Door To Door: The Visions That Haunt Cleveland City Hall
Some politicians talk about dreams. Mayor Frank Jackson talks about haunting visions.
Last week, as Cleveland’s longest-serving mayor shut the door on a fifth campaign, he described the nightmares that will trail him into retirement.
Crack cocaine’s toll on families in the 1980s and 1990s. The opioid epidemic. Children who endure trauma only to be judged by the world for trying to survive.
“Going to the funerals of children murdered in the drug game and the street culture that has no mercy,” the 74-year-old mayor continued. “Young men coming home from prison with no hope of a job, decent housing or opportunity to raise a family. And yes even those, those who do right in spite of it all, but receive little or no help as they struggle, they struggle to overcome the challenges and the obstacles that have been put in their path.”
Jackson has channeled these visions before. When he won a third term almost eight years ago, he took the stage at Sterle’s Slovenian Country House and told what sounded like a ghost story.
It was a story about the late Hough Councilwoman Fannie Lewis, who, after a hospital stay, shared with Jackson an apparition of her own.
“She told me that her vision was there was this huge slab of concrete, a huge slab of concrete of enormous weight,” Jackson said in 2013. “Huge slab of concrete of enormous weight. And that she heard crying and moaning and wailing from beneath that slab of concrete.
“And I asked, I said, ‘Ms. Lewis, what did it mean?’” he continued. “She said she asked the same question. ‘What does this mean?’ And it came to her that the crying and the moaning and the wailing from beneath this huge slab of concrete of enormous weight was that of the people. And that they were crying and moaning and wailing because they had to bear the burden of this huge slab of concrete of enormous weight.
“And she said to me that it’s our duty and responsibility as public officials never to add to that burden, but to relieve that burden in what we do. And if we add a feather, then we have added to the burden of the people.”
Cleveland has heard its share of moaning and wailing over the last decade and a half. The foreclosure crisis that left decaying homes in its wake. The 2012 police chase that ended with 137 bullets and two unarmed civilians dead. The killing of Tamir Rice. Toxic lead paint that has silently poisoned children.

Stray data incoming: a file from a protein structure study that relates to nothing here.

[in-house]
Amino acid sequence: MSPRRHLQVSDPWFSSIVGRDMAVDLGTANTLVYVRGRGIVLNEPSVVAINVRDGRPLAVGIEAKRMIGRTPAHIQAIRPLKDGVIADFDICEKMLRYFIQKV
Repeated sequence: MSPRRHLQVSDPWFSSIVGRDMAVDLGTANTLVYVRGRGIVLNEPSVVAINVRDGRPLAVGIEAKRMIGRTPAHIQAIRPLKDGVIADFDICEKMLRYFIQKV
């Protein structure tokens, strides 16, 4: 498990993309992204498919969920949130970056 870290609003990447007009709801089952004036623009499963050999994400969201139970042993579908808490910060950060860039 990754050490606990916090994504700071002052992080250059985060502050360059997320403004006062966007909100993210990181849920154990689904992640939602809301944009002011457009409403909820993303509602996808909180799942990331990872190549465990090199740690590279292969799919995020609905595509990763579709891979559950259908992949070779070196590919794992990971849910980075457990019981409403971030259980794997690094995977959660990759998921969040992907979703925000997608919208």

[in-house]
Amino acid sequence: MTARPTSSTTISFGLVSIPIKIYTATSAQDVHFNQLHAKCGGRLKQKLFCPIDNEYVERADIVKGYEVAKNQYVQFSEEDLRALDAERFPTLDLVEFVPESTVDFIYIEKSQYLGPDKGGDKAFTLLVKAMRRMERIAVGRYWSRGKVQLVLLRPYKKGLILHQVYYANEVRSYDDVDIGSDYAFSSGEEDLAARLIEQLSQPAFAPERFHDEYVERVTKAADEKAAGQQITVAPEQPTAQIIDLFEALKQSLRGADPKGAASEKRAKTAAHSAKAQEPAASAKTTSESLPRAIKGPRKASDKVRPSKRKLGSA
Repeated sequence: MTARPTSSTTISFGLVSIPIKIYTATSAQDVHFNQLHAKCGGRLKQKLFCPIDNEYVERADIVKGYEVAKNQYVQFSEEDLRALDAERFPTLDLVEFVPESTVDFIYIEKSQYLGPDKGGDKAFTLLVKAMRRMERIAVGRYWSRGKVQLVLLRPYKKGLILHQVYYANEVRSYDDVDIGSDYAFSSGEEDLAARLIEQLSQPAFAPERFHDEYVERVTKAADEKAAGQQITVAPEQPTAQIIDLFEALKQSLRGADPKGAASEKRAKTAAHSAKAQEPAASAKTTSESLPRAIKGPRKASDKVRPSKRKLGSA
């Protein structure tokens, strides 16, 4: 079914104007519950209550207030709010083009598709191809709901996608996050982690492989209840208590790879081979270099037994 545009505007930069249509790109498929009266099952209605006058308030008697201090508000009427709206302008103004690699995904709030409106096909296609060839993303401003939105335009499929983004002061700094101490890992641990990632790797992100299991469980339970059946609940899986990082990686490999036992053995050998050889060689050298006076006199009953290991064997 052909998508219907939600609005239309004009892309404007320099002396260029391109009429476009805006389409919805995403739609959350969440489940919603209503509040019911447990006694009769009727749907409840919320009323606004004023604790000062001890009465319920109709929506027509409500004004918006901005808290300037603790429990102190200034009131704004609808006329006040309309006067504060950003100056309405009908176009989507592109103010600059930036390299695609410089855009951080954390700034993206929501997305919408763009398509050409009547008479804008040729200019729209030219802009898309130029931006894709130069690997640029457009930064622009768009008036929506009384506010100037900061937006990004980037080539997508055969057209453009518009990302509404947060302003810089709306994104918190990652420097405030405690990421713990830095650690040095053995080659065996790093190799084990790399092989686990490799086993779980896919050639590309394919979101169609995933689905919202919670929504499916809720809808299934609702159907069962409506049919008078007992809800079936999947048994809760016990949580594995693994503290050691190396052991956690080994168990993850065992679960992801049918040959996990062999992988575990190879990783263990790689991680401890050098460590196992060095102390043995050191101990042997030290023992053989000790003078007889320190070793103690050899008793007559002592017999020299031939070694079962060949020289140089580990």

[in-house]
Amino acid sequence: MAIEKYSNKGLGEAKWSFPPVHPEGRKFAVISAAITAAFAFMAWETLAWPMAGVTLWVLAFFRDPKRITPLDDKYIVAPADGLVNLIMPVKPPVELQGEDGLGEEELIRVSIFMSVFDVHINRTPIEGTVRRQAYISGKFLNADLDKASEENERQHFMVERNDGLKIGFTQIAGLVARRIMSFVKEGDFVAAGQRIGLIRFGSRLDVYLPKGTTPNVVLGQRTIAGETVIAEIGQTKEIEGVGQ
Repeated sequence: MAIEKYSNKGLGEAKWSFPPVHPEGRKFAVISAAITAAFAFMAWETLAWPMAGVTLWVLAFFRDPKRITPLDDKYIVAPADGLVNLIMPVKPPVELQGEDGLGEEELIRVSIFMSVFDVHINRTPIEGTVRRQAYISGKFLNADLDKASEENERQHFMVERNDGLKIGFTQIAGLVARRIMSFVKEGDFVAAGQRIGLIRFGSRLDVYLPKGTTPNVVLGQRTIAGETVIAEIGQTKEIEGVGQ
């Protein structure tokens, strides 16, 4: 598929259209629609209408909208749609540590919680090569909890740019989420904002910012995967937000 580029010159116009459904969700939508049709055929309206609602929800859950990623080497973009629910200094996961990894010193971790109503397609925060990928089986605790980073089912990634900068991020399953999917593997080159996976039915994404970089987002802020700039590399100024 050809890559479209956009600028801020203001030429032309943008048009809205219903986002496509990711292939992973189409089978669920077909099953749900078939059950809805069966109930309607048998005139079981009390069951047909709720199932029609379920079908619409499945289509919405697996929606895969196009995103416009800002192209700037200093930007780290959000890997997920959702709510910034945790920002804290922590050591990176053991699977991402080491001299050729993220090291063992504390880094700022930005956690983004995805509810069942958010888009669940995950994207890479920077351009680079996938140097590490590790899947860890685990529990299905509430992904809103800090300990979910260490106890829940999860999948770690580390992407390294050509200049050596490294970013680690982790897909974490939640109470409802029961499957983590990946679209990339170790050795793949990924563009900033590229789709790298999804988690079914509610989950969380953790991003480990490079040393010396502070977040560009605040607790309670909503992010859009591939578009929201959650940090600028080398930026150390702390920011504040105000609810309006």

At a news conference last week, I asked Jackson if he thought he’d moved that slab of concrete in his 16 years leading City Hall. First, he defined the slab: a political and economic system built on inequality and racism that, if not reformed, will generate social unrest.
“What haunts me is that I know that no matter what I’ve done, or what has been accomplished, that it’s not been enough,” he said. “So that haunts me. And so I sorely hope, surely hope, that I did not add to that burden, but relieved it, in some little way.”
The next mayor will have to decide whether to continue Jackson’s more ambitious efforts to relieve that burden. Will a neighborhood development plan deliver good-quality housing within reach of Cleveland’s working families? Can recreation centers become places where kids find help coping with trauma? Those questions will be left to Jackson’s successor, whomever the voters choose. The winner in November will also have a chance to refute the more vexing aspects of the Jackson era: a resistance to scrutiny and a loyalty to flawed lieutenants.
Arguably, Fannie Lewis’ and Frank Jackson’s haunting visions leave any mayor with a Sisyphean task. But they also give voters a key question for challenging the people who want to run City Hall:
How will you move the huge slab of concrete of enormous weight?